We’re told in the intro to the game that Horizon is focused on providing not just a dream holiday like previous versions, but a dream life. Giving players the chance to drive some of the greatest cars of all time is – obviously – a large part of this. So it’s good to know that the line-up of cars appears to have been chosen by people who really know there stuff.

Want to drive a modern hypercar? There’s Chirons, Sennas and Centenarios to name but a few. Want to slide around in a purpose-built drift car? How does a Formula Drift Mustang take your fancy? Or maybe you just like driving Transit vans with ladders on the roof. You’re covered.

The car list of Forza Horizon 4 is rich, varied and lovingly created with vehicles to suit every preference. And best of all, each and every vehicle drives with its own defined characteristics. A necessity you may think, but one that’s easier said and done with almost 450 cars on offer. 

Playground has moved the driving dynamics game on from Horizon 3, too, giving each vehicle a touch more weight and balance all the while keeping the whole experience on that knife edge that bridges simulation and arcade. 

Customisation is alive and well with freshly introduced drift suspension upgrades, track width offsets and an increase on the number of bodykits. There’s nothing quite like adding a set of rally-spec spotlights to the front of a P1 Subaru Impreza to make it your own. 

Britain at its brilliant best

Playground Studios will proudly tell you of the time and resources that were spent on capturing Britain at its finest. The end result is that each season is fabulously different to the other and capable of profoundly changing the entire nature of the map.

Spring brings wild flowers and colourful woodland to life, summer is suspiciously bright and errr… sunny, Autumn is punctuated by vibrant red and orange leaves carpeting the ground while winter is a proper wonderland of thick snow, ice and plenty of understeer-inducing slush. 

The map responds to the changes brilliantly, too, especially in the details.  Snowmen pop up in winter, sheep appear in summer and the game’s main lake thaws from a playable ice rink to an impassable obstacle in Spring. 

And on the subject of details, a revised take on what players can and can’t smash their cars through is a welcome, if not hyperealistic addition. With such a densely populated map in Horizon 3, it sometimes became frustrating when you’d come crashing to a halt after hitting a skinny, stick like tree. 

In Horizon 4, all but the most solid of objects can now be obliterated with the only consequence being a slight slowdown in your progress. It’s a small change, but one that makes a big difference to gameplay.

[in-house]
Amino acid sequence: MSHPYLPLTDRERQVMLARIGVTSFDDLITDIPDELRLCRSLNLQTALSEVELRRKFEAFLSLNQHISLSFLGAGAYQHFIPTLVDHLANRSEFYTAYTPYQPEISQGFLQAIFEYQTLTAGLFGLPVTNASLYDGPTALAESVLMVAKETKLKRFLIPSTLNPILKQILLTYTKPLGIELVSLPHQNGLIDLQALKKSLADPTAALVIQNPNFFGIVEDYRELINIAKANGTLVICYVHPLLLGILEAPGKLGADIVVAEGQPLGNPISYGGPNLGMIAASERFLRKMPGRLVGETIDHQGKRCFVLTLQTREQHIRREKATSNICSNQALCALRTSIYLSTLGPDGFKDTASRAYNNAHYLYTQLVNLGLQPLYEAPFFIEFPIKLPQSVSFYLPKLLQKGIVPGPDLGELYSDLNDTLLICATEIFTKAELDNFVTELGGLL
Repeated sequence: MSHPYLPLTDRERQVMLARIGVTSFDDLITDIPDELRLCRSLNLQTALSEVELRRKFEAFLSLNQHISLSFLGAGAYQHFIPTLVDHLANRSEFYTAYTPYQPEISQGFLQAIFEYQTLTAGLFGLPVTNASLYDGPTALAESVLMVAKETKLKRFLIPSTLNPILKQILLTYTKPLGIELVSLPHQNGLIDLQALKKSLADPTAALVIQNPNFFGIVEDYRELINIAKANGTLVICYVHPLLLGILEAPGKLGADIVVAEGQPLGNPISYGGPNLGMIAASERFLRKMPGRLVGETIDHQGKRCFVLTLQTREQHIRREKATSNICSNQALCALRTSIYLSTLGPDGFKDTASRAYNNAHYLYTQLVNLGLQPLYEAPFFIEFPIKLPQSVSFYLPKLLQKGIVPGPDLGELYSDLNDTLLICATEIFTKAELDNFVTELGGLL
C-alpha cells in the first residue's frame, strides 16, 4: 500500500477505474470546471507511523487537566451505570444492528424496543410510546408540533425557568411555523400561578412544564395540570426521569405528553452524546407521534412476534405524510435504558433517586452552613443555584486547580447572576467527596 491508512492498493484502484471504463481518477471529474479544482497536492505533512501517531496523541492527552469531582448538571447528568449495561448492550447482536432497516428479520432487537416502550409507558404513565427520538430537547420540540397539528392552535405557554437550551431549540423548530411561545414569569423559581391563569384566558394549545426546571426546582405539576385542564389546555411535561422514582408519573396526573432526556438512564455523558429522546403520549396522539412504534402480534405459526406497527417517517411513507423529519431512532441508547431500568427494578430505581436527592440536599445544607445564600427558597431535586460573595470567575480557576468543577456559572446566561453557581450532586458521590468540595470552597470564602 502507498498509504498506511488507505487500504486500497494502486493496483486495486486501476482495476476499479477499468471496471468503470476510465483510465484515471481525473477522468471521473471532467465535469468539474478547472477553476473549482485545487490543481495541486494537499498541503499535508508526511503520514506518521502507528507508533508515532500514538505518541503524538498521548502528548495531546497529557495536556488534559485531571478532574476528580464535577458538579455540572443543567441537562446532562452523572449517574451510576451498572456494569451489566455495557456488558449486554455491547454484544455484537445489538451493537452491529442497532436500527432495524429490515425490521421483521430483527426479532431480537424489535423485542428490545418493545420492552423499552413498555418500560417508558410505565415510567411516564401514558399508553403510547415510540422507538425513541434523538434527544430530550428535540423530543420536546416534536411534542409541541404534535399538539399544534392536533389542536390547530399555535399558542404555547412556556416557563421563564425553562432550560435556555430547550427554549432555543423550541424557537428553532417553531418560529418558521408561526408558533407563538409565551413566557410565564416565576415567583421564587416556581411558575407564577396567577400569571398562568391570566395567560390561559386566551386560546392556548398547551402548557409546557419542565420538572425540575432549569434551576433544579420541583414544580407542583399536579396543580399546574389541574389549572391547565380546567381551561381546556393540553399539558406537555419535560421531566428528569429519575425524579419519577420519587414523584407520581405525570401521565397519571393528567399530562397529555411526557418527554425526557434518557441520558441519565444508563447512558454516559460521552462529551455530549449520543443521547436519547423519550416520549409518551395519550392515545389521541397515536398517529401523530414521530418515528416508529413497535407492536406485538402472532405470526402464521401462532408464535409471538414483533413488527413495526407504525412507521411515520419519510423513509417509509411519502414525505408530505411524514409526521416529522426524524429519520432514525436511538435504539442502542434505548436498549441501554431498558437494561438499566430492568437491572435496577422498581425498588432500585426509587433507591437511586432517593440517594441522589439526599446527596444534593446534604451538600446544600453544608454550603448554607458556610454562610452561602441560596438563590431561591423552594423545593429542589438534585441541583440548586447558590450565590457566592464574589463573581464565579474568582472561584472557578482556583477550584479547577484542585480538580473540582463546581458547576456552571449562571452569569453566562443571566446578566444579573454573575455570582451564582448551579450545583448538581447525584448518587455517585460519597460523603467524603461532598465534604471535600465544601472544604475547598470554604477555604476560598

Vast online world

Another major change over the previous Horizon is the way that the open world can be shared with 72 other online players, with up to 12 in your immediate area. You can, of course, switch this feature off and have only AI players to share the map with, plus, even in online mode your fellow gamers car’s become ghosts whenever they enter the immediate vicinity, removing the temptation for you to ram one another off the road. 

Forzathon Live adds to the idea of a shared world, with hourly online events allowing up to 12 players at a time to score skill points in various challenges. These include drifting, speed zones and danger zones, with the ultimate goal being to work together and score as many points as possible. If you complete the challenges, everyone is awarded Forzathon points that can be spent on rare items such as cars and clothing.

It’s a neat, slickly designed element to the game that – along with the shared map – allows you to seamlessly dip in to other online elements of the game. Newer players will enjoy how easy it is to join, while more experienced players will no doubt start hoarding points to purchase the next rare car. The lines between online multiplayer and single player campaign have seldom been blurred so successfully in any racing title that’s come before.

Forza Horizon 4: verdict

 Playground Games set the bar high with the previous Horizon titles, yet the fourth instalment is the biggest, bravest leap yet. Get through the first slightly stunted few hours and what awaits is – put simply – one of the greatest racing games to have ever graced our screens. From the dynamic seasons to the mouth-watering car list and near-seamless online integration, Horizon 4 is the real deal.

 | Our guide to the best racing games on PS4 and Xbox One

By James Dennison

Head of automotive video for CAR magazine, its sister website and Motorcyle News.